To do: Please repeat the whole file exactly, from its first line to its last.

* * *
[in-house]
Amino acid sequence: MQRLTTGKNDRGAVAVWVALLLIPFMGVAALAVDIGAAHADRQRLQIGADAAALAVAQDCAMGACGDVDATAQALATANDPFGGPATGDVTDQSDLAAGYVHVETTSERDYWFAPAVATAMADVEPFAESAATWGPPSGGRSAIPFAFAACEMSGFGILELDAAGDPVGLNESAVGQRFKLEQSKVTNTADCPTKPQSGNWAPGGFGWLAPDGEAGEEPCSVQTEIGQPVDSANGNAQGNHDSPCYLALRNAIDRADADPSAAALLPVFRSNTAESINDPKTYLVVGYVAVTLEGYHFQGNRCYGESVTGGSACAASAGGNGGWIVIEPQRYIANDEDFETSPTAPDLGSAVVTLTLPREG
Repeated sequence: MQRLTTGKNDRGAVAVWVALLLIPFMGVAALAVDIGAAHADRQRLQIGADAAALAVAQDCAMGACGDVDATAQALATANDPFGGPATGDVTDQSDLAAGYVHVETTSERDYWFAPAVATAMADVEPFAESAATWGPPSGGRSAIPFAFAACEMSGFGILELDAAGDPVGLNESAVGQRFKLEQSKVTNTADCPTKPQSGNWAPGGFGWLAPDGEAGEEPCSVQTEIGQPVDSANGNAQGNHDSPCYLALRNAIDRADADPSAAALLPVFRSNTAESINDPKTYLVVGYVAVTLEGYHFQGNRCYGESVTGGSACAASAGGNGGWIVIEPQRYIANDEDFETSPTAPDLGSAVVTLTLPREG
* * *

[in-house]
Amino acid sequence: MQRLTTGKNDRGAVAVWVALLLIPFMGVAALAVDIGAAHADRQRLQIGADAAALAVAQDCAMGACGDVDATAQALATANDPFGGPATGDVTDQSDLAAGYVHVETTSERDYWFAPAVATAMADVEPFAESAATWGPPSGGRSAIPFAFAACEMSGFGILELDAAGDPVGLNESAVGQRFKLEQSKVTNTADCPTKPQSGNWAPGGFGWLAPDGEAGEEPCSVQTEIGQPVDSANGNAQGNHDSPCYLALRNAIDRADADPSAAALLPVFRSNTAESINDPKTYLVVGYVAVTLEGYHFQGNRCYGESVTGGSACAASAGGNGGWIVIEPQRYIANDEDFETSPTAPDLGSAVVTLTLPREG
Repeated sequence: MQRLTTGKNDRGAVAVWVALLLIPFMGVAALAVDIGAAHADRQRLQIGADAAALAVAQDCAMGACGDVDATAQALATANDPFGGPATGDVTDQSDLAAGYVHVETTSERDYWFAPAVATAMADVEPFAESAATWGPPSGGRSAIPFAFAACEMSGFGILELDAAGDPVGLNESAVGQRFKLEQSKVTNTADCPTKPQSGNWAPGGFGWLAPDGEAGEEPCSVQTEIGQPVDSANGNAQGNHDSPCYLALRNAIDRADADPSAAALLPVFRSNTAESINDPKTYLVVGYVAVTLEGYHFQGNRCYGESVTGGSACAASAGGNGGWIVIEPQRYIANDEDFETSPTAPDLGSAVVTLTLPREG